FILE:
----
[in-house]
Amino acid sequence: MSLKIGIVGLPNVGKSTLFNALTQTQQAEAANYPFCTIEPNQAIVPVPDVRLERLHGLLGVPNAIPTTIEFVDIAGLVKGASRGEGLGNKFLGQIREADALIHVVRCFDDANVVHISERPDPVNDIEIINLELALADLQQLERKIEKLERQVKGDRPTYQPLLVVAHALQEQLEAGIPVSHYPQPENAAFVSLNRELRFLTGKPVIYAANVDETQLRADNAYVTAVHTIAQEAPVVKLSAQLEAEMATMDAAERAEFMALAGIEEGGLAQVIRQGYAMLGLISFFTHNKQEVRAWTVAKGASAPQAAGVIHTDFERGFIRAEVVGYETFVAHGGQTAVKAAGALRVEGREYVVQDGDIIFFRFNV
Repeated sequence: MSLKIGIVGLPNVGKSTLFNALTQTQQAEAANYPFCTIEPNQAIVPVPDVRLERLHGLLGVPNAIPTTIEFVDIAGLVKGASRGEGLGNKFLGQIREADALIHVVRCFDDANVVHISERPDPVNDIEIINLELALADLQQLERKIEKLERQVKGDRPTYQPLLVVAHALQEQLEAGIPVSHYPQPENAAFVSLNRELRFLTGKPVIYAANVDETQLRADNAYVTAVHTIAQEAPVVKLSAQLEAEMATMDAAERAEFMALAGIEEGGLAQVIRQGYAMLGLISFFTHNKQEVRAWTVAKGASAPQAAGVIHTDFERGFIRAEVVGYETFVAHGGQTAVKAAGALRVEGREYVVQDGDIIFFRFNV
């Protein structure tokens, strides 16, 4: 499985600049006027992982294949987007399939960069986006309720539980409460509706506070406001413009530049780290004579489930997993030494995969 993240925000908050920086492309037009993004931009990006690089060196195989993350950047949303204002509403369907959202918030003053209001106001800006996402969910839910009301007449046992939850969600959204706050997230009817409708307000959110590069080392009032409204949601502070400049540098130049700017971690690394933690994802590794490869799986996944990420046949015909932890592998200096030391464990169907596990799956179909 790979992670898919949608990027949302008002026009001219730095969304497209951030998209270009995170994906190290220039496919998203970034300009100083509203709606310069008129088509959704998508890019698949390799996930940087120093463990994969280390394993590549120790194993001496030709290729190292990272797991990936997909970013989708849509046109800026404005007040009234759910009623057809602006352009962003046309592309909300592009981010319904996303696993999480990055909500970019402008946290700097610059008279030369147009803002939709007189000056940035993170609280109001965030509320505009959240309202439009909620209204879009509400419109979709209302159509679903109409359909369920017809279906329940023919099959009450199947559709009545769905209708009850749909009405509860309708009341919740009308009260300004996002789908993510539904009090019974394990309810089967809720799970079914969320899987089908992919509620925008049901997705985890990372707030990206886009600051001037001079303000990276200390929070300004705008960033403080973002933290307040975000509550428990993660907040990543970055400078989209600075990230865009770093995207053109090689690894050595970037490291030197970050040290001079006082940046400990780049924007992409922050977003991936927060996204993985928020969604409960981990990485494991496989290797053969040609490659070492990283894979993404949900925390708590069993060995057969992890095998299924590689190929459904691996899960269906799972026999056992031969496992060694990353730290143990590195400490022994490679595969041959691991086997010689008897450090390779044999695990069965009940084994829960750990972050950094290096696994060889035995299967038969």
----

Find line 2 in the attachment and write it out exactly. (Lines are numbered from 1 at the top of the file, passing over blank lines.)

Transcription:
Amino acid sequence: MSLKIGIVGLPNVGKSTLFNALTQTQQAEAANYPFCTIEPNQAIVPVPDVRLERLHGLLGVPNAIPTTIEFVDIAGLVKGASRGEGLGNKFLGQIREADALIHVVRCFDDANVVHISERPDPVNDIEIINLELALADLQQLERKIEKLERQVKGDRPTYQPLLVVAHALQEQLEAGIPVSHYPQPENAAFVSLNRELRFLTGKPVIYAANVDETQLRADNAYVTAVHTIAQEAPVVKLSAQLEAEMATMDAAERAEFMALAGIEEGGLAQVIRQGYAMLGLISFFTHNKQEVRAWTVAKGASAPQAAGVIHTDFERGFIRAEVVGYETFVAHGGQTAVKAAGALRVEGREYVVQDGDIIFFRFNV